seller or grower is responsible for collecting under the trust. PACA is
not involved in preserving or collecting trust assets.
a seller or grower decides if it can obtain payment without filing a
lawsuit. Usually, this involves a payment arrangement. If that does not
work, or there are significant problems with the business, legal action
is the only alternative. If a seller or grower waits too long to take
action, the trust assets can be dissipated with little chance of
recovery. In other words, the trust does not guarantee a recovery. But
it does allow a seller’s or grower's lawyer to obtain a restraining
order from a federal court to preserve the trust assets.
Assets in the Trust
trust includes all produce, receivables from produce, and proceeds paid
or owed to the buyer for produce. The trust also includes any assets
acquired with produce proceeds, such as non-produce inventory,
equipment or warehouses. A seller or grower is not limited to the
particular produce that it sold or to the proceeds from that produce.
trust reaches back to property of the buyer or agent acquired before a
sale of produce. A buyer or agent cannot acquire property using
trust funds from earlier suppliers, and then roll the debt onto later
suppliers to shield the asset from the trust. For example, suppose
Buyer A purchases a new Jaguar with the proceeds from the produce of
Seller 1. He then pays Seller 1 from the proceeds of the produce of
Seller 2. He then pays Seller 2 from the proceeds of the produce of
Seller 3, and so on, until, owing Seller 20, he goes out of business,
and drives away in the Jaguar. If Seller 20 is a trust creditor, Seller
20 is entitled to the Jaguar, because Buyer A used trust assets to buy
the Jaguar and merely rolled the trust debt from Seller 1 to Seller 20.
The trust also extends to
processed products made from fresh or frozen produce. For example,
breaded cauliflower, zucchini sticks, hash browns, and salad
concoctions, like potato salad or cream cheese with scallions. So a
seller of cauliflower does not lose its trust interest in the
cauliflower if the buyer uses the cauliflower to make a processed
On the other hand,
the processor, who converts the cauliflower into processed product,
does not have a trust claim against its buyer because the processor is
not supplying fresh or frozen produce covered under PACA.
in a partnership or corporation, who are in control of trust assets,
can be individually liable for PACA trust claims. Even though
individuals in corporations are not normally liable for the debts of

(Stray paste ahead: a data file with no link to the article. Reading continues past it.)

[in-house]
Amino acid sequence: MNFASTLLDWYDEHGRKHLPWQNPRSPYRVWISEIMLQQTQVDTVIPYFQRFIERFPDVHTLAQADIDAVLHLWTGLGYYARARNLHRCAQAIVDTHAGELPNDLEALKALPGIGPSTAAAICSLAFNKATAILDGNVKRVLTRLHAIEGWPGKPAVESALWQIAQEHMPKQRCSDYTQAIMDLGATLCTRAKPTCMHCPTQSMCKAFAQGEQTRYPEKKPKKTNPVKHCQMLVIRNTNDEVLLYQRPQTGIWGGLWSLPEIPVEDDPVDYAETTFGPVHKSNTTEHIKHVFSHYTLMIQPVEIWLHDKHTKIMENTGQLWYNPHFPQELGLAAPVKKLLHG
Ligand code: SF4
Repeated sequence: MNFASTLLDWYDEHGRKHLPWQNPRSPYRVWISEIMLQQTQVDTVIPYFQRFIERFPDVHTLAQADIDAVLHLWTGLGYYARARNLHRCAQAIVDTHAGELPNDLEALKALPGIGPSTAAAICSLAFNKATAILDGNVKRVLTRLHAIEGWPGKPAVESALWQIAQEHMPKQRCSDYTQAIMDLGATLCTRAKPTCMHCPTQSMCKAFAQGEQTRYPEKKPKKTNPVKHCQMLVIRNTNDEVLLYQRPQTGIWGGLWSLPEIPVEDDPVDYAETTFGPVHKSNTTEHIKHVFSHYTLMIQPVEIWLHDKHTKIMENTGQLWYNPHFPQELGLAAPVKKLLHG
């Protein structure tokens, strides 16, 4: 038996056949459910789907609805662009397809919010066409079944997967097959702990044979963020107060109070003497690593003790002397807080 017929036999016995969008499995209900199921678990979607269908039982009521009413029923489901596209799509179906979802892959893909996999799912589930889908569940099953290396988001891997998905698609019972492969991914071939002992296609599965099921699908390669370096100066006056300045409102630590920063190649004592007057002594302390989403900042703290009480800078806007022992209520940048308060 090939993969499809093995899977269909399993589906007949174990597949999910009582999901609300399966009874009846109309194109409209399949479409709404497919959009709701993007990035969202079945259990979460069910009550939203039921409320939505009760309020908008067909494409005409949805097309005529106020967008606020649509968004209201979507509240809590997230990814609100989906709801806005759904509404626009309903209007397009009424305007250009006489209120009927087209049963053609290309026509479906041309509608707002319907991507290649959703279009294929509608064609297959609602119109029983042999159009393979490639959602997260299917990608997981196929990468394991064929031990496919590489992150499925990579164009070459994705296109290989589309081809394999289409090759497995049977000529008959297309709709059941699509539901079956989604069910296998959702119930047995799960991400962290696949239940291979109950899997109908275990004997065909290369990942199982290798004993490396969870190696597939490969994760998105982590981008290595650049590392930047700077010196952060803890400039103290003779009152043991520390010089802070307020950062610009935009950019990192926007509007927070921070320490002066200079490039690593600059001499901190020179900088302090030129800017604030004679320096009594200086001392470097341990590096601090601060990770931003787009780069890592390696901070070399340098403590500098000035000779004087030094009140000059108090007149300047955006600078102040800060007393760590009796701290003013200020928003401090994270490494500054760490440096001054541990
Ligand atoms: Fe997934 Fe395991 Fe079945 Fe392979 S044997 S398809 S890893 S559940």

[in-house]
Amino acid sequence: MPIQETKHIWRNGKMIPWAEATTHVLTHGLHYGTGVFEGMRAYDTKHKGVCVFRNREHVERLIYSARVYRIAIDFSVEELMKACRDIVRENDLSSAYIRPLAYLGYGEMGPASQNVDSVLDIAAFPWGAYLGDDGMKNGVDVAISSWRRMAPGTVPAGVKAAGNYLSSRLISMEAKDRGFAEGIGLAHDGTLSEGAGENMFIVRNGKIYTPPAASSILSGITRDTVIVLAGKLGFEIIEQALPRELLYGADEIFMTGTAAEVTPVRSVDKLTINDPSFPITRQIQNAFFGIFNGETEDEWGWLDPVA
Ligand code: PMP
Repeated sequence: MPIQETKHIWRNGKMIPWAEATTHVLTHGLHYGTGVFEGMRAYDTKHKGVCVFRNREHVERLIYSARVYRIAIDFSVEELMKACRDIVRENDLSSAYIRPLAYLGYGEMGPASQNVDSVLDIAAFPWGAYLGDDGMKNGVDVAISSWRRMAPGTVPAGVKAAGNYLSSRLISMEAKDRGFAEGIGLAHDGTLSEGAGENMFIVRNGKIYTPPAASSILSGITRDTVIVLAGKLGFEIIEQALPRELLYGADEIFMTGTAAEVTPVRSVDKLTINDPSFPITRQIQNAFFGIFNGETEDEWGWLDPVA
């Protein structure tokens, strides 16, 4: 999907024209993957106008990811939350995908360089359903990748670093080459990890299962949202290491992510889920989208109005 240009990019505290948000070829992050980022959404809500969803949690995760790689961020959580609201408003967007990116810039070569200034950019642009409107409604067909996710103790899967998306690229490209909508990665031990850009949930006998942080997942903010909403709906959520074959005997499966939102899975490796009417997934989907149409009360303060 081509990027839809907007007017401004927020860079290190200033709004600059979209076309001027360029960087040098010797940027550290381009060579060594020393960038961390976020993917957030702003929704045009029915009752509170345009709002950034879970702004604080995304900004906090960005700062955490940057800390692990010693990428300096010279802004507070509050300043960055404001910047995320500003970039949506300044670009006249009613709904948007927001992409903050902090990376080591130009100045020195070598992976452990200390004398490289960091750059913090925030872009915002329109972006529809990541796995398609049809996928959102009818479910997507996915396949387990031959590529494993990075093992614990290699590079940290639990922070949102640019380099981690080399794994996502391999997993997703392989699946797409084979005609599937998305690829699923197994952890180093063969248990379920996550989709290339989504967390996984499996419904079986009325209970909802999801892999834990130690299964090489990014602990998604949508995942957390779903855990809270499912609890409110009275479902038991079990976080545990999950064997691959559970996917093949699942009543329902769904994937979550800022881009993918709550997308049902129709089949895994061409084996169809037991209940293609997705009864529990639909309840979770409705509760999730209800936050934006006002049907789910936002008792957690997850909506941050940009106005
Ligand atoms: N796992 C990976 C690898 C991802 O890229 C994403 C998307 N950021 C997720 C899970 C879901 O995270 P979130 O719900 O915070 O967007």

the corporation, the PACA trust is an exception to this rule.
an individual is liable for a PACA trust debt, this kind of debt is not
dischargeable in bankruptcy because there is a special exception to a
discharge of trust debts in bankruptcy.
This individual liability reinforces the importance of exercising proper oversight of trust property.
Bank and Factor Liability
creditors have priority over a bank’s security interest in trust
assets. So, if a bank forecloses on trust assets under its security
interest to repay its loan to the buyer or agent, the bank will be
required to return those assets to the PACA trust creditors.
bank can also receive PACA trust money from buyers or agents in the
normal course of repayment of its loan from the bank. To obtain
disgorgement of these loan repayments, a seller’s or grower's lawyer
must show the bank knew the buyer was not paying its produce creditors
when the bank received the payments.
factor purchases trust assets in the form of the accounts receivable of
the buyer or agent. If the purchase is at a reasonable discount, the
factor is allowed to retain the trust receivables. Sometimes, factors
become secured lenders, rather than purchasers of trust assets, because
they take no risk on the payment of the receivables they have
purchased. In other words, the produce company guarantees payment of
the receivables to the factor. As a result, there is not really a
purchase of the receivables, and the factor holds the receivables as
security. In those cases, a seller’s or grower's lawyer can file to
obtain disgorgement of the trust assets from the factor, like other
secured lenders who foreclose on trust assets.
do not have to be licensed under PACA. However, restaurants which buy
wholesale quantities of produce are subject to the PACA trust. So if a
restaurant is not paying or goes bankrupt, produce suppliers are
entitled to payment from the trust assets before anyone else, provided
the seller preserved its trust rights as explained above. (The trust
also extends to cruise lines.)
problem with enforcing trust rights against restaurants is proving they
buy wholesale quantities of produce, which is at least one (1) ton in
any one day. Sometimes, a single restaurant does not qualify. But a
restaurant with three (3) or more locations almost always qualifies.